I have an interesting issue that I’m struggling to solve.
I am retrieving data from a DB via a web API. I have direct DB access for testing, but my application will need to read the data via the API. In the API I can essentially provide the where clause for the SQL statement that retrieves my data from the table I specify for the web API. I need to retrieve the data in chunks of ~10,000 in order not to overload the server (the web service is not optimised, and gets exponentially slower the more results I retrieve). With most tables, there is a sequential numeric ID field that I can limit my queries with. So the full query looks like this:
SELECT * FROM TABLE WHERE ID > 0 and ID <= 10000
I am only able to provide the where clause component of that query via the API.
ID > 0 and ID <= 10000
For one specific table, the usual ID field is not available. There is a different ID field, which also contains sequential numeric values, but the field is of type String. Since the where clause I provide to the web API is processed as some sort of prepared statement, it will not process any functions. So I cannot cast the ID to an int:
CAST(ID2 as int) > 0 and CAST(ID2 as int) <= 10000
If I use > or < comparison for string values, it follows alphabetical order, and you get annoying behavior, such as 2,000 being greater than 100,000. This breaks the logic I had been using before.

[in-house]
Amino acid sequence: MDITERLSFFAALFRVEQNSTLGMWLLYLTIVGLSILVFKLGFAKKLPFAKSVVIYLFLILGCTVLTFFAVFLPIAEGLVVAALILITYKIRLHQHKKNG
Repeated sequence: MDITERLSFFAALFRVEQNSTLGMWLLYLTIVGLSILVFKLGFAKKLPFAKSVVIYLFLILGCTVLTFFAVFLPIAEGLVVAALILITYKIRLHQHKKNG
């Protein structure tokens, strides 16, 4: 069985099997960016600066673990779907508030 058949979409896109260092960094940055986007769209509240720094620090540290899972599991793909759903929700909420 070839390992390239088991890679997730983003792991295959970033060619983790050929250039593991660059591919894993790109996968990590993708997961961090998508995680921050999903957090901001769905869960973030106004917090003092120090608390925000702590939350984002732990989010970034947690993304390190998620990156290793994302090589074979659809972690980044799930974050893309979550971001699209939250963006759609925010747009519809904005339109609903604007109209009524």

Does anyone have any ideas how I could limit my retrieves to 10,000 entries with this string ID field? I’m sure there is some logic that will do it, but I haven’t been able to wrap my head around it.
Implicit casting in the where clause also returns an error:
(ID2 + 0) > 0 and (ID2 + 0) <= 10000
The values in the ID2 field range from ~140,000 to ~3,500,000.
I’d be happy to hear any ideas or suggestions! Please let me know if anything is unclear.
I think that I have figured this out. By using alphabetical sorting, we can still limit the query to ~11,000 results. We just have to respect that it starts sorting by the first digit/letter, and ignores the place value of the digits in the ID. So a number that is larger by magnitudes of 10, but starts with a lower digit, is treated as smaller:
By alphabetical sorting 9 > 100000
We can therefore use a where clause like this:
ID2 > '100000' and ID2 <= '101000'
That query will include all IDs from 100,000 to 101,000 and from 1,000,000 to 1,010,000. It would theoretically also include IDs from 10,000,000 to 10,100,000 and 100,000,000 to 101,000,000 etc. but I know that my values range from ~100,000 to ~4,000,000 (6 to 7 figures), so that range is irrelevant for this DB. I can then step my way through, all the way to:
ID2 > '999000' and ID2 <= '999999'
This will cover all values from 100,000 to 9,999,999 and let me get all data in 899 steps.
Thanks for all the other ideas provided!